With its curved northern façade and extended floor plates, the tower's unique form offers panoramic views of the Arabian Gulf to a greater number of its occupants. The 63-storey building accommodates sky lobbies, a double-height restaurant, a gym, ballroom, auditorium, triple-height boardroom, and an 18 m high entrance lobby. Along with providing a better working environment, the building's communal spaces aim to enrich its employees' social focus. At the peak of the tower is the chairman's club with a distinctive skylight that traces an arc through the space, offering panoramic views of the city and coastline. In order to increase the net usable floor plate area, an innovative twin-lift strategy minimises the sizes of the cores used for vertical circulation. “The form we have developed for the tower is driven by the needs of the bank and the internal spatial arrangement is tailored to its organisational requirements, whilst providing flexibility for future change and growth. We have created a customised working environment where everybody has their own unique space," states Nikolai Malsch, Senior Partner at Foster + Partners.

  • The concrete fins that extend across the height of the tower follow the sun path and provide shade | National Bank of Kuwait headquarters| Foster + Partners | STIRworld
    The concrete fins that extend across the height of the tower follow the sun path and provide shade Image: © Nigel Young / Foster + Partners
  • The fins extend across the height of the tower to offer structural support as well | National Bank of Kuwait headquarters| Foster + Partners | STIRworld
    The fins extend across the height of the tower to offer structural support as well Image: © Nigel Young / Foster + Partners

To complement the pioneering architecture of the skyscraper, Foster + Partners further raised the standard of the interior design by incorporating bespoke furniture and lighting in prominent spaces. Designed by the practice's industrial design team, the boardroom features distinctive lighting comprising several elegant blown-glass pendant lights which form a cloud-like cluster above the grand board table.

  • The boardroom features distinctive lighting installations comprising several blown-glass pendant lights | National Bank of Kuwait headquarters| Foster + Partners | STIRworld
    The boardroom features distinctive lighting installations comprising several blown-glass pendant lights Image: © Nigel Young / Foster + Partners
  • The pendant lights forms a cloud-like cluster above the grand board table | National Bank of Kuwait headquarters| Foster + Partners | STIRworld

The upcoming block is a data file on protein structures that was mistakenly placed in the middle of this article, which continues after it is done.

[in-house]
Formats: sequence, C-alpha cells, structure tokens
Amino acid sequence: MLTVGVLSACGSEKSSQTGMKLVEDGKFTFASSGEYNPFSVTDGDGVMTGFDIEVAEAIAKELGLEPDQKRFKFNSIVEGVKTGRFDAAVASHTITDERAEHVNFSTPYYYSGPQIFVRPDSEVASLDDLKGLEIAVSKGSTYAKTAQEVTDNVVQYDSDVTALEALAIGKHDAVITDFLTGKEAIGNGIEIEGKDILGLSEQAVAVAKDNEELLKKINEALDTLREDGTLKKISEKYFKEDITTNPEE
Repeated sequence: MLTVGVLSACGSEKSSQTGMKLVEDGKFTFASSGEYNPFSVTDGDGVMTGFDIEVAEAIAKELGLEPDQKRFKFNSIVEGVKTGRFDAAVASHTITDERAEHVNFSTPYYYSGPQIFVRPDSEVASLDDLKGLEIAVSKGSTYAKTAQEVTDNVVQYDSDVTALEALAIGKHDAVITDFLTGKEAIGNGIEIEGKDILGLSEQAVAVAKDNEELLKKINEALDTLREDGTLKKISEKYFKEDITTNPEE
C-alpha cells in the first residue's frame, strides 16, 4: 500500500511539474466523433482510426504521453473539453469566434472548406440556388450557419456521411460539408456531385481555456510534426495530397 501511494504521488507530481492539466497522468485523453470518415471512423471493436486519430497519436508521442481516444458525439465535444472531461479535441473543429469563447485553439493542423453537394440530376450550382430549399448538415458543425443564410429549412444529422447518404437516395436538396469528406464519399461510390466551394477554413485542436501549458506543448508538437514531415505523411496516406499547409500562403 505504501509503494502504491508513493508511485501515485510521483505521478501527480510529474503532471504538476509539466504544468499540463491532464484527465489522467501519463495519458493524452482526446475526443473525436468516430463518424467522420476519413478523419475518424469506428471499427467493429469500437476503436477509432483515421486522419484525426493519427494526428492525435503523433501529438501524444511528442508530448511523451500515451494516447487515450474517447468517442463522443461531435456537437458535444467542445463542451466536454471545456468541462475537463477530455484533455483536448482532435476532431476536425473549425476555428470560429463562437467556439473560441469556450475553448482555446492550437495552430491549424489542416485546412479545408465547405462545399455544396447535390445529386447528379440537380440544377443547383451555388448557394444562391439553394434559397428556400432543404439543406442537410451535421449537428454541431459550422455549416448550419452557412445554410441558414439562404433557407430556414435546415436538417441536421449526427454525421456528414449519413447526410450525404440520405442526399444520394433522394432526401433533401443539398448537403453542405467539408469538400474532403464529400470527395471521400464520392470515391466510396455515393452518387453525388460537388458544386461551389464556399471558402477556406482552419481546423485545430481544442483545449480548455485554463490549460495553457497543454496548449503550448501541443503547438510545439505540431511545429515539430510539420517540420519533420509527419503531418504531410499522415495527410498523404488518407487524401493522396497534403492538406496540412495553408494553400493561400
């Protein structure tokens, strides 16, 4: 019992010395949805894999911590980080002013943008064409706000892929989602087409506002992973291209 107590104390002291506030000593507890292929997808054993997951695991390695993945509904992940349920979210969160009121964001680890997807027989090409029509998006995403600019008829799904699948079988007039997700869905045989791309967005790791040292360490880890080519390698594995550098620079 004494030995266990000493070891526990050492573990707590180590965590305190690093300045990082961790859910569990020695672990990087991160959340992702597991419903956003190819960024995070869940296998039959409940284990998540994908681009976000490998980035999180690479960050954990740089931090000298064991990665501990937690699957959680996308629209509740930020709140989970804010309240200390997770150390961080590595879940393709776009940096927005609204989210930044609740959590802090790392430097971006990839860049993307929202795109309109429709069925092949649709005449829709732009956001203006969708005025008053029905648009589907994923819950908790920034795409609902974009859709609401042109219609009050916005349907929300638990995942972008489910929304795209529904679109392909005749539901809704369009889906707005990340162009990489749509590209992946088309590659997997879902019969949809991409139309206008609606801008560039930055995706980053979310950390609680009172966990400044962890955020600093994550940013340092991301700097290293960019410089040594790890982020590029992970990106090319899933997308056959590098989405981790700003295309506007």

The pendant lights forms a cloud-like cluster above the grand board table Image: © Nigel Young / Foster + Partners
  • The interior design displays bespoke furniture and lighting from Foster + Partners | National Bank of Kuwait headquarters| Foster + Partners | STIRworld
    The interior design displays bespoke furniture and lighting from Foster + Partners Image: © Nigel Young / Foster + Partners

With new technologies, construction techniques, and the adept use of materiality and scale, the National Bank of Kuwait’s new headquarters seem to create a unique identity for the organisation in a very conventional urban setting. While the completed structure reflects concepts of sustainability and innovation, the influence and impact it could hold against the ever-changing fabric of Kuwait City is still yet to be ascertained. In a desert replete with tall structures that dialogue between globalist outlooks and contextual relevance, will skyscraper architecture continue to stack layers of imported culture or are we finally past this archaic trajectory?

  • The night time view of the context with the building lit against the backdrop of archetypical skyscrapers | National Bank of Kuwait headquarters| Foster + Partners | STIRworld
    The night time view of the context with the building lit against the backdrop of archetypical skyscrapers Image: © Nigel Young / Foster + Partners
  • Amid the curtain walls and concrete fins, the building simultaneously shades the interior spaces and opens it outdoor to panoramic views | National Bank of Kuwait headquarters| Foster + Partners | STIRworld
    Amid the curtain walls and concrete fins, the building simultaneously shades the interior spaces and opens it outdoor to panoramic views Image: © Nigel Young / Foster + Partners
  • The curved facade of the building breaks the monotonous layers of the sixty-three floored skyscraper | National Bank of Kuwait headquarters| Foster + Partners | STIRworld
    The curved facade of the building breaks the monotonous layers of the sixty-three floored skyscraper Image: © Nigel Young / Foster + Partners

(Text by Sunena V Maju, intern at STIRworld)